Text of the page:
In addition, a collar connector engages the sides and top of the rim. Such collar connector preferably comprises a U-shaped member which is adapted to extend over the top of the opening and which includes V- shaped projections 79 and 80, FIG. 12, and a central plate member 82 which fits into the slot 83 formed in the cradle and cradle support. The member 82 fits between the faces of the cooperating module collars and also extends inwardly a short distance as shown at 84, FIG. 16, to form a door stop. The collar connector and support cradle and member 16 are held in assembled relationship by bolt 86. Screws 85 (FIG. 9) engage the plate and rims from inside the module to draw the modules or modules and closures together.
The module collar member is also adapted to receive window and door frames. Referring to FIG. 9, the outer portion of the collar is extruded to form a pair of guides 87 and 88 which receive sliding doors 89 and 90, respectively. It is, of course, apparent that rather than sliding doors, the frame member may be extruded to receive windows, air-conditioning, fireplaces or other mechanical equipment and support the same from the module frame. Thus, the collar receives a closure for the module and cooperates with a support, as described above, to hold the space module. A sealing gasket 92is provided between the frame rim grooves and the connecting collar to form a tight seal between modules or between modules and closure members.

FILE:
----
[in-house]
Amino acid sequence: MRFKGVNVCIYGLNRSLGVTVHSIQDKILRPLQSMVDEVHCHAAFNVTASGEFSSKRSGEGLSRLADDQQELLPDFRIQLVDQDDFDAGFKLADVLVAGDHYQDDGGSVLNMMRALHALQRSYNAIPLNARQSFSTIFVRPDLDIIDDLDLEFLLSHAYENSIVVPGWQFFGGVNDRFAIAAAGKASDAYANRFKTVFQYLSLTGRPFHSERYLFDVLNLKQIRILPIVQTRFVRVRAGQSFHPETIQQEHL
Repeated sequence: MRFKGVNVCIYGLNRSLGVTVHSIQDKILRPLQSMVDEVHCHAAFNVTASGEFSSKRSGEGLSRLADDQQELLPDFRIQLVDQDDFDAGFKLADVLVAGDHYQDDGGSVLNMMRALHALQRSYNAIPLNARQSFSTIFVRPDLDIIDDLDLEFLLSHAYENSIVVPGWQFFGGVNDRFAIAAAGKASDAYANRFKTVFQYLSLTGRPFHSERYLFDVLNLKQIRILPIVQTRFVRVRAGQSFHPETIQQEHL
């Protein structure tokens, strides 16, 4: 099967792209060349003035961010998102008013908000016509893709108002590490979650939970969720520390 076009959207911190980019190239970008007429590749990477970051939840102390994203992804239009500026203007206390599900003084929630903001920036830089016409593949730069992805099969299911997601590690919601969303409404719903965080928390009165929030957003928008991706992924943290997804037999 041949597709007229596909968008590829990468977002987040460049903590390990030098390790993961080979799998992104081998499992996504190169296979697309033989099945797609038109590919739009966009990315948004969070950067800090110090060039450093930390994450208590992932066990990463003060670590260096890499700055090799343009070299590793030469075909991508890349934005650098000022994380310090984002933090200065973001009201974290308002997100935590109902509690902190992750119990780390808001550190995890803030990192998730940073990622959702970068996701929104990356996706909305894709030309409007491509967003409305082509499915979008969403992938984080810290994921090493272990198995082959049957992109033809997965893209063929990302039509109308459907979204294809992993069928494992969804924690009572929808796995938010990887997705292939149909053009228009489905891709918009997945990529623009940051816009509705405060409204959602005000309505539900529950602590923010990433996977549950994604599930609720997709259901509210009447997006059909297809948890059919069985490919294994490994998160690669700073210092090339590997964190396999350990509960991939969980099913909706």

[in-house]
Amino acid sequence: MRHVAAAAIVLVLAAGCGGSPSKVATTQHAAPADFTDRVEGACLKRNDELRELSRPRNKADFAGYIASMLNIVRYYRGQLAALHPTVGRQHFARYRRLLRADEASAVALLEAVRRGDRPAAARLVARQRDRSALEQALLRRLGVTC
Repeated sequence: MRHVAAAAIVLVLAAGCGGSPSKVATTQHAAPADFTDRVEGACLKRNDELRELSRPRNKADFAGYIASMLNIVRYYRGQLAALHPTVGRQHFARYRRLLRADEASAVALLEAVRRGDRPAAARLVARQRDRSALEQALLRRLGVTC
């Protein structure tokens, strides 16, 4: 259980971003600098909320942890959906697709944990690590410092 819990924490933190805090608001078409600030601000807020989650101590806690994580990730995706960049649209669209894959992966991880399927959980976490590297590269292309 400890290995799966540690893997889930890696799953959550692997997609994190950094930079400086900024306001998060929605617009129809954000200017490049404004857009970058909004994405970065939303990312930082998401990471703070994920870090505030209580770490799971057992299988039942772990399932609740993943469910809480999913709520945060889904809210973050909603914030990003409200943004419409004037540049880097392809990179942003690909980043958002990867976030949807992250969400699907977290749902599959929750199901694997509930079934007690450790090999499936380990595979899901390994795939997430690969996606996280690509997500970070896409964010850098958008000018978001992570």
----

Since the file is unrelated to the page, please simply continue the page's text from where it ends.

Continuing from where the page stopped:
Although a preferred support and connecting collar has been described, it is apparent that other designs may be employed to support and connect the modules and closures. For example, the adjustable support may rest on the horizontal beams rather than be part of a connector. The collar may be clamped to the rim rather than slide over and engage the rim. Other connecting and support means can be designed to persons skilled in the art. However, the preferred described support and connecting collar offer many advantages.
Single Dwelling In certain instances it may be desirable to form housing employing a space module of the type described. Typical single dwellings are shown in FIGS. 13 and 14 and comprise a two-story structure composed of six modules 14. The lower modules are supported from the ground by means of support 16 secured to piers 17. The upper modules are supported by support 16a supported from the rim and collar of the lower module. Access between modules at various levels may be provided by a circular staircase extending through ceiling and floor openings indicated schematically at 93. Decks and the like are also shown.
Referring specifically to FIGS. 15 and 16, the support for a two-story building of the type described is shown. The pier 17 is adapted to receive a plate 94 which has a member 96 for receiving the lower base 69 of the screw 71 provided with activating nut 72. The extension 73 extends upwardly and is adapted to hold the cradle 74. The connector collar plate fits in the slot and is secured to the cradle.
The second level is supported by an extension 97 which is adapted to fit upon the top of the collar connection of the lower module and which extends upwardly and serves to receive the base 69 with the remaining portions of the jack bearing reference numerals like those previously described and extending upwardly to hold the cradle 74 for the upper collar connector.
It is seen that the collar connectors, modules and other elements are identical to those' previously described and the only difference is that in a single dwelling structure the requirement for vertical columns is eliminated.